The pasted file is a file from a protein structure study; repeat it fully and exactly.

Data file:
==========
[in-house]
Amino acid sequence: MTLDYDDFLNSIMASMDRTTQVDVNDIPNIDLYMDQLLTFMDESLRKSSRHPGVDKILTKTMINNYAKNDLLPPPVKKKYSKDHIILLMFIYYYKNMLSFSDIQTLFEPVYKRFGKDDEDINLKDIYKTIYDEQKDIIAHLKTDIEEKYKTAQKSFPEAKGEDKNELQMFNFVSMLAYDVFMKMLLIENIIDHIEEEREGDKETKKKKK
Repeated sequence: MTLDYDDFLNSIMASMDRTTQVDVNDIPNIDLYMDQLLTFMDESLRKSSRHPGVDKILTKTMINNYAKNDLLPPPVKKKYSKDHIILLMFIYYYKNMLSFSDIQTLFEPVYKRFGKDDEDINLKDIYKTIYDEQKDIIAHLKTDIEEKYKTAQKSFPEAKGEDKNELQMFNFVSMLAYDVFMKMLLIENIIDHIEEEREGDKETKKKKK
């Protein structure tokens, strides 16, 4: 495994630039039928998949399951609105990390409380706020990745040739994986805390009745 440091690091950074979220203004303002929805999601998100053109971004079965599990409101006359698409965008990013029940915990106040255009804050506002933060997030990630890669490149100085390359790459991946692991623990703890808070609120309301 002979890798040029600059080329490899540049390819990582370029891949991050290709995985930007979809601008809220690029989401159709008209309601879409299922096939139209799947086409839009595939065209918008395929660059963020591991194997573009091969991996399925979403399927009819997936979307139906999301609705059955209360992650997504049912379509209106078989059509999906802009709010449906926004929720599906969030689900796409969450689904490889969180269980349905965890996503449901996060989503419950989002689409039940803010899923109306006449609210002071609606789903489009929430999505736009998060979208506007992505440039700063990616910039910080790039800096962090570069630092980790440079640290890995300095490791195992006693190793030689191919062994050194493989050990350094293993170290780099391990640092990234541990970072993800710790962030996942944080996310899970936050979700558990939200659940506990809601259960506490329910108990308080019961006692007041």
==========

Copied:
[in-house]
Amino acid sequence: MTLDYDDFLNSIMASMDRTTQVDVNDIPNIDLYMDQLLTFMDESLRKSSRHPGVDKILTKTMINNYAKNDLLPPPVKKKYSKDHIILLMFIYYYKNMLSFSDIQTLFEPVYKRFGKDDEDINLKDIYKTIYDEQKDIIAHLKTDIEEKYKTAQKSFPEAKGEDKNELQMFNFVSMLAYDVFMKMLLIENIIDHIEEEREGDKETKKKKK
Repeated sequence: MTLDYDDFLNSIMASMDRTTQVDVNDIPNIDLYMDQLLTFMDESLRKSSRHPGVDKILTKTMINNYAKNDLLPPPVKKKYSKDHIILLMFIYYYKNMLSFSDIQTLFEPVYKRFGKDDEDINLKDIYKTIYDEQKDIIAHLKTDIEEKYKTAQKSFPEAKGEDKNELQMFNFVSMLAYDVFMKMLLIENIIDHIEEEREGDKETKKKKK
């Protein structure tokens, strides 16, 4: 495994630039039928998949399951609105990390409380706020990745040739994986805390009745 440091690091950074979220203004303002929805999601998100053109971004079965599990409101006359698409965008990013029940915990106040255009804050506002933060997030990630890669490149100085390359790459991946692991623990703890808070609120309301 002979890798040029600059080329490899540049390819990582370029891949991050290709995985930007979809601008809220690029989401159709008209309601879409299922096939139209799947086409839009595939065209918008395929660059963020591991194997573009091969991996399925979403399927009819997936979307139906999301609705059955209360992650997504049912379509209106078989059509999906802009709010449906926004929720599906969030689900796409969450689904490889969180269980349905965890996503449901996060989503419950989002689409039940803010899923109306006449609210002071609606789903489009929430999505736009998060979208506007992505440039700063990616910039910080790039800096962090570069630092980790440079640290890995300095490791195992006693190793030689191919062994050194493989050990350094293993170290780099391990640092990234541990970072993800710790962030996942944080996310899970936050979700558990939200659940506990809601259960506490329910108990308080019961006692007041």